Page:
Welcome back, Mirabella! I know it may be frustrating about
the blood sugar behaving like this. There may be some ways for you to see lower morning fasting, but first, ...
Read through this website nicknamed Blood Sugar 101: www.phlaunt.com/diabetes/
. It will help you understand how blood sugar behaves and how food affects it and what we should be aiming for.
When our body is in the middle of 'fasting', our blood sugar may be at its lowest although still normal. However, after a period of time, it will rise by itself to give us energy to take on the day or the activity we to do. If we take our blood sugar readings at various points in the very early morning (or the middle of the night), we would probably see levels in the high 70's to the middle 80's. Waking up to these would put us in the 'normal' range but at the same time, the blood sugar will sometimes start to rise by itself, as I just described, to keep us from lethargy but end up higher than normal values. How can we have lower fasting levels in the normal range?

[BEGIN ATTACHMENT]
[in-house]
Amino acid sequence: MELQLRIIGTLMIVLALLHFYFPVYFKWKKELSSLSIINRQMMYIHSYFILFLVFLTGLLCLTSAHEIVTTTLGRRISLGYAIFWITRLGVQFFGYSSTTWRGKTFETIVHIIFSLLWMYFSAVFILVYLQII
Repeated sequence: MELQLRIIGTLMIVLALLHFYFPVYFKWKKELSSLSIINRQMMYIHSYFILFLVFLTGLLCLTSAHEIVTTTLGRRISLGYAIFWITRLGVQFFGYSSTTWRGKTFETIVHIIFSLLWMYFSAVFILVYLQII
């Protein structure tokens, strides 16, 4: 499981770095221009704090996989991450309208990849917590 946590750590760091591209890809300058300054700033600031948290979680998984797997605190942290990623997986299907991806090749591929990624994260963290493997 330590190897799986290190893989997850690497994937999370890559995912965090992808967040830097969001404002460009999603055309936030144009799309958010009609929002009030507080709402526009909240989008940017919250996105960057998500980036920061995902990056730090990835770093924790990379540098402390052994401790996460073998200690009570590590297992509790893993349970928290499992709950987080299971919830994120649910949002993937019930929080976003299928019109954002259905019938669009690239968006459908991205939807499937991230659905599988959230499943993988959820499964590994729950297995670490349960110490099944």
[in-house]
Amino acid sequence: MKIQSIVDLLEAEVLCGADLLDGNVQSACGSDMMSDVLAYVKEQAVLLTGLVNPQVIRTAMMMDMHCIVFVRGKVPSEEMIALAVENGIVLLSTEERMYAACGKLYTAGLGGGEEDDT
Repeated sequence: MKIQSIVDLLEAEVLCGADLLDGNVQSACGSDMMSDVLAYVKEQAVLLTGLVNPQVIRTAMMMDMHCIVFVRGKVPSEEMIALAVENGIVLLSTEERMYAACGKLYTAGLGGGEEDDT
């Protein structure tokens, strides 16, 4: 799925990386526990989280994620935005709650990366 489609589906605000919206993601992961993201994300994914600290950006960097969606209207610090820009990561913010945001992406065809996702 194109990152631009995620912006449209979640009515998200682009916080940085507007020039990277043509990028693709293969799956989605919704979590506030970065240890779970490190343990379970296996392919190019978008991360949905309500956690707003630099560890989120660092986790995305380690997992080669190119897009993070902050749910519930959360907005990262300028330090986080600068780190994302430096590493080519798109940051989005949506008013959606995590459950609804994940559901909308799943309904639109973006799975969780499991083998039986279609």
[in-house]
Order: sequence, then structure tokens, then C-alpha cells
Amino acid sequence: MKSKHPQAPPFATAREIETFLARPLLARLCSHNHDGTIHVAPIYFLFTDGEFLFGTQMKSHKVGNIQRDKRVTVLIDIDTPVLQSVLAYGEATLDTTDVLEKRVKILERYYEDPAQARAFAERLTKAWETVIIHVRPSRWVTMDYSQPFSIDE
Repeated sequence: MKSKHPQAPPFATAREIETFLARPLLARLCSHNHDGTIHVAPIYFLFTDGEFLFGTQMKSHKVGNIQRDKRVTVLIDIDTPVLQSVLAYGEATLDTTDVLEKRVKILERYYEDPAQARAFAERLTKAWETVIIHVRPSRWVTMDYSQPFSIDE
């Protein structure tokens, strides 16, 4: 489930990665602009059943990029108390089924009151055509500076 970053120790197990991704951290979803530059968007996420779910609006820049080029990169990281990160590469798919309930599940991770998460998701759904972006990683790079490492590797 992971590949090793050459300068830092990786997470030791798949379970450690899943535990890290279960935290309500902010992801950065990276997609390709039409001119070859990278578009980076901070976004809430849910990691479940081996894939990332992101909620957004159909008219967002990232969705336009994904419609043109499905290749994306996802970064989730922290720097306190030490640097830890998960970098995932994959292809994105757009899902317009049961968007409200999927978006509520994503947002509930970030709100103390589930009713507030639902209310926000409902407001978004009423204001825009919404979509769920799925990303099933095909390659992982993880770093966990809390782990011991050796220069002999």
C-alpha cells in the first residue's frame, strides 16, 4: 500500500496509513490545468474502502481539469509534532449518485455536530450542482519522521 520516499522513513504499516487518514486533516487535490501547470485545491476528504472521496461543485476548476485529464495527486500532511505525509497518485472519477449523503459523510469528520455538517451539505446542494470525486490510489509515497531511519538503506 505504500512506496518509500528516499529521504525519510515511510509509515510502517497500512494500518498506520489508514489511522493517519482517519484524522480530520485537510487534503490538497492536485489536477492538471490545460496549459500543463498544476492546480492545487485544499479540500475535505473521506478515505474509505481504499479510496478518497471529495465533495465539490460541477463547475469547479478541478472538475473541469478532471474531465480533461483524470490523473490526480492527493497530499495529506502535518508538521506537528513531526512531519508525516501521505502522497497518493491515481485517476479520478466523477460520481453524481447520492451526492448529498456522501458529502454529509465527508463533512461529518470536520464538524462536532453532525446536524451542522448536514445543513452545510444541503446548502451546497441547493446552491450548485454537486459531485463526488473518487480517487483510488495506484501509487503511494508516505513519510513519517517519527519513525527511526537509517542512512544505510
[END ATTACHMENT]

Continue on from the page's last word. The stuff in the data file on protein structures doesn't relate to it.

Not overloading on carbs the night before. Eating some protein and vegetables (not potatoes or corn - which is a grain) at dinner. After dinner, before bed, try eating a small snack of unsweetened yogurt, some cheese, some peanut butter or cream cheese on celery, some nuts, a hard-boiled egg or even a couple of spoons of chicken salad!
You might have had a better fasting after eating ice cream the night before because of the fat in the ice cream. Fat can temper the blood sugar spikes to a point. Pastries and other baked goods have flour and flour raises blood sugar very high. So-called 'sugar free' pastries are useless for diabetics or people who are insulin-resistant because of the flour. It's not just sugar that raises blood sugar. It's also honey, natural maple syrup, agave syrup, corn syrup, molasses. Check the labels on the containers for carb content.
So, as I had written previously, the best thing for you to do is follow a low carb eating plan and get some regular exercise to help control your blood sugar. I don't know how much the OTC supplements are helping, however. Your doctor told you that you were type 2. What has he told you to do?
I'm happy that you have been cancer-free since that surgery! I wish you a healthy 2017 as well!
Lanie"The Happy Bunny"diabetes moderatordiabetes type 2 controlled by diet and exercise and
very low carb way of eating
Post Edited (LanieG) : 1/3/2017 9:13:56 AM (GMT-7)